THE 170,074 children who came to the world between January and June of this year represent the lowest figure recorded since 1941, the first year for which data are available.
A record number of deaths, the economic crisis and late motherhood have all had an effect on statistics
The country’s National Statistics Institute (INE) data on birth rate reflect that Spain is plummeting towards being an ageing country. Between January and June of this year, Spain recorded the lowest number of births since the Second World War. In the first six months of this year only 170,000 children were born in Spain. The lowest figure since 1941, the first year since there have been records.
What’s more, the number of deaths has also grown meaning that there are currently more registered deaths than births. The negative trend began in 2015, and is forecast to last into the future.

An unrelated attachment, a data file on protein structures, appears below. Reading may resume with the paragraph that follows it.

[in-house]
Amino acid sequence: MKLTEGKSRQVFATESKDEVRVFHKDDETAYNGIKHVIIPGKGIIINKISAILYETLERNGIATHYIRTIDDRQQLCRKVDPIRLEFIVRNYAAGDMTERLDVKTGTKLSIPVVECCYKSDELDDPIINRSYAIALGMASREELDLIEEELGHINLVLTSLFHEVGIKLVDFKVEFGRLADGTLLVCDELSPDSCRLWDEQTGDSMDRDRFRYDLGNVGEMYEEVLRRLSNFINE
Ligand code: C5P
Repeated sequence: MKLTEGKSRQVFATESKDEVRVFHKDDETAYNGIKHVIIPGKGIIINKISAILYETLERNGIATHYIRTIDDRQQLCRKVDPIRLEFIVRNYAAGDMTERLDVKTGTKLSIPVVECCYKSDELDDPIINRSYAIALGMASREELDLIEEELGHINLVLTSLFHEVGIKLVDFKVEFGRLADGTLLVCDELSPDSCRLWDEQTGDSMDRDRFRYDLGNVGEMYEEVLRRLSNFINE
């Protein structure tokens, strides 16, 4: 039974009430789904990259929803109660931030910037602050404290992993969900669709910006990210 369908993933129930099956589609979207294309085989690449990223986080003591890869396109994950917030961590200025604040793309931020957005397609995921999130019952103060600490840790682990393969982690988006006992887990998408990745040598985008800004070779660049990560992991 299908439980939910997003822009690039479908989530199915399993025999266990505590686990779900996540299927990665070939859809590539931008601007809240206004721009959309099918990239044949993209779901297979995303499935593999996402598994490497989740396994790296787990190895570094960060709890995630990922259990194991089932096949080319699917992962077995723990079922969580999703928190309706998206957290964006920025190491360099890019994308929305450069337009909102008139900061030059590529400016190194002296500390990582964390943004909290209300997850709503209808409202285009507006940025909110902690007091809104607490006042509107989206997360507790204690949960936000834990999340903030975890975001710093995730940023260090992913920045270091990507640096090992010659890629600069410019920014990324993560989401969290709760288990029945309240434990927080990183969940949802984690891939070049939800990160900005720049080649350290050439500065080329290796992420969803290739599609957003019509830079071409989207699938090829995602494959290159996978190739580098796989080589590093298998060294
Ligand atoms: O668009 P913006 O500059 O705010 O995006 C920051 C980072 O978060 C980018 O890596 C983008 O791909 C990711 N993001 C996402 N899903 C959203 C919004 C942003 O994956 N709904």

Daniel Devolder of the Barcelona Autonomous University states that for fertility to rise there need to be conditions allowing couples to have a sense of security in terms of their medium-term financial outlook.
Devolder adds that another key factor which influences the current birth rate is that couples now tend to have their first child later in life, something that reduces the probability of people having more children.
As Euro Weekly News understands, during the year 2017, first-time mothers were on average aged 32.1 in Spain, a record high. “The rise in the age when women are having their first child is the main problem that is affecting Spain’s fertility rate,” Devolder explains.
Despite the negative natural growth rate, the population of Spain – around 46.6 million – is rising due to immigration. Currently, one in every five babies born in Spain has a mother from abroad.